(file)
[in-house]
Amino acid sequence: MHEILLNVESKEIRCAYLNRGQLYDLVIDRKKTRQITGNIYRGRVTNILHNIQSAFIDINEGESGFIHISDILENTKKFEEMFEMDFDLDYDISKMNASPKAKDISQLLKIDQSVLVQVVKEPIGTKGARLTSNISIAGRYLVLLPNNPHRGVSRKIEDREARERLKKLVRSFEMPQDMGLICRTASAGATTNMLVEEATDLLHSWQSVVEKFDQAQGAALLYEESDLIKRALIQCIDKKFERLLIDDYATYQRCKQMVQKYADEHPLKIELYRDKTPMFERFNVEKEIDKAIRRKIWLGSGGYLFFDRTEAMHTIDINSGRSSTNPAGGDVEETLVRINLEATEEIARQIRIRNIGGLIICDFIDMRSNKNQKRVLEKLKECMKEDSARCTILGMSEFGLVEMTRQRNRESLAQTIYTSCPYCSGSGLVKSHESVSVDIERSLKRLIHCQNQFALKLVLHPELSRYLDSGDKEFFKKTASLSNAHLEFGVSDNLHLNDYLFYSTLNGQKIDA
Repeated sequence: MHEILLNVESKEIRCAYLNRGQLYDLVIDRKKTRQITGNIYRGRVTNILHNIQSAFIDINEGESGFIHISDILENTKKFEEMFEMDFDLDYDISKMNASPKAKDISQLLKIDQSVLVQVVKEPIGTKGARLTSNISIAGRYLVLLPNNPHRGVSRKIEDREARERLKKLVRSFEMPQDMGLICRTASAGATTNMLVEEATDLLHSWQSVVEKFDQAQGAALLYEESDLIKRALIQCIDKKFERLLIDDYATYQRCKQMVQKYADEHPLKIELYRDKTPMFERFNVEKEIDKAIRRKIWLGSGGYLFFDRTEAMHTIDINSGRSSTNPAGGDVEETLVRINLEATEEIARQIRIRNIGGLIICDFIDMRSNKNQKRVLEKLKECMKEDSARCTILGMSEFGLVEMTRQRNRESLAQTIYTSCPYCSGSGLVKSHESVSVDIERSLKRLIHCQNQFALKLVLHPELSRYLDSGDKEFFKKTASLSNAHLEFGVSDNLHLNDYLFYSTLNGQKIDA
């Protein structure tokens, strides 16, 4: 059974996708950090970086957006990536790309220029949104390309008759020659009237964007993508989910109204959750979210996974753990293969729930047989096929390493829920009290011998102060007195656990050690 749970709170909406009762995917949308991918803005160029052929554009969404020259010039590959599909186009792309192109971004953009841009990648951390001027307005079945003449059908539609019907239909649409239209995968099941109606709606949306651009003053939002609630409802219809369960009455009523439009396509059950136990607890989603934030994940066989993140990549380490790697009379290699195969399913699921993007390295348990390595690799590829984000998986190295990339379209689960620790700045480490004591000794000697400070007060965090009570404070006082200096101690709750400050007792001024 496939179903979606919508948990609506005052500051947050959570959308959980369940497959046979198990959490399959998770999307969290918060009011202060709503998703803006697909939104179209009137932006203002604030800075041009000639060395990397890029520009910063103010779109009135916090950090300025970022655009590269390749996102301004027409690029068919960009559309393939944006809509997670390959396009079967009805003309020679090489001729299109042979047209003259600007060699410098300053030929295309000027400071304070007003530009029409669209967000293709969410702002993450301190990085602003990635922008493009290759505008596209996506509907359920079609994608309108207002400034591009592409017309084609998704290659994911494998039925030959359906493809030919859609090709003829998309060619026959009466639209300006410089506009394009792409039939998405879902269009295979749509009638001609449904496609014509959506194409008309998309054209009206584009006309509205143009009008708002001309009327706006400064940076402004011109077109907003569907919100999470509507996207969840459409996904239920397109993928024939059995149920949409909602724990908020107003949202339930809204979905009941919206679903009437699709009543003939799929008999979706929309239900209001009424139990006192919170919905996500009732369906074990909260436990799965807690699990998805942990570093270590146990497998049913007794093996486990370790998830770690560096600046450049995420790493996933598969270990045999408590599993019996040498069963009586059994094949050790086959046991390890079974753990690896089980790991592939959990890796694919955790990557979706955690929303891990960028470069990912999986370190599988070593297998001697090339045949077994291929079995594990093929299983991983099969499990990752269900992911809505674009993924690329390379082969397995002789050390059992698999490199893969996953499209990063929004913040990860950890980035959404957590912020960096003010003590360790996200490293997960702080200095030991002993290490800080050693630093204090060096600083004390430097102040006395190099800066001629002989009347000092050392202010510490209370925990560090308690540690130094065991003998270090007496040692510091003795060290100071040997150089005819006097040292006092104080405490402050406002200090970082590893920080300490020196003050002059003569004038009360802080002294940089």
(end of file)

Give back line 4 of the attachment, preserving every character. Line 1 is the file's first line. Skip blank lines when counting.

């Protein structure tokens, strides 16, 4: 059974996708950090970086957006990536790309220029949104390309008759020659009237964007993508989910109204959750979210996974753990293969729930047989096929390493829920009290011998102060007195656990050690 749970709170909406009762995917949308991918803005160029052929554009969404020259010039590959599909186009792309192109971004953009841009990648951390001027307005079945003449059908539609019907239909649409239209995968099941109606709606949306651009003053939002609630409802219809369960009455009523439009396509059950136990607890989603934030994940066989993140990549380490790697009379290699195969399913699921993007390295348990390595690799590829984000998986190295990339379209689960620790700045480490004591000794000697400070007060965090009570404070006082200096101690709750400050007792001024 496939179903979606919508948990609506005052500051947050959570959308959980369940497959046979198990959490399959998770999307969290918060009011202060709503998703803006697909939104179209009137932006203002604030800075041009000639060395990397890029520009910063103010779109009135916090950090300025970022655009590269390749996102301004027409690029068919960009559309393939944006809509997670390959396009079967009805003309020679090489001729299109042979047209003259600007060699410098300053030929295309000027400071304070007003530009029409669209967000293709969410702002993450301190990085602003990635922008493009290759505008596209996506509907359920079609994608309108207002400034591009592409017309084609998704290659994911494998039925030959359906493809030919859609090709003829998309060619026959009466639209300006410089506009394009792409039939998405879902269009295979749509009638001609449904496609014509959506194409008309998309054209009206584009006309509205143009009008708002001309009327706006400064940076402004011109077109907003569907919100999470509507996207969840459409996904239920397109993928024939059995149920949409909602724990908020107003949202339930809204979905009941919206679903009437699709009543003939799929008999979706929309239900209001009424139990006192919170919905996500009732369906074990909260436990799965807690699990998805942990570093270590146990497998049913007794093996486990370790998830770690560096600046450049995420790493996933598969270990045999408590599993019996040498069963009586059994094949050790086959046991390890079974753990690896089980790991592939959990890796694919955790990557979706955690929303891990960028470069990912999986370190599988070593297998001697090339045949077994291929079995594990093929299983991983099969499990990752269900992911809505674009993924690329390379082969397995002789050390059992698999490199893969996953499209990063929004913040990860950890980035959404957590912020960096003010003590360790996200490293997960702080200095030991002993290490800080050693630093204090060096600083004390430097102040006395190099800066001629002989009347000092050392202010510490209370925990560090308690540690130094065991003998270090007496040692510091003795060290100071040997150089005819006097040292006092104080405490402050406002200090970082590893920080300490020196003050002059003569004038009360802080002294940089």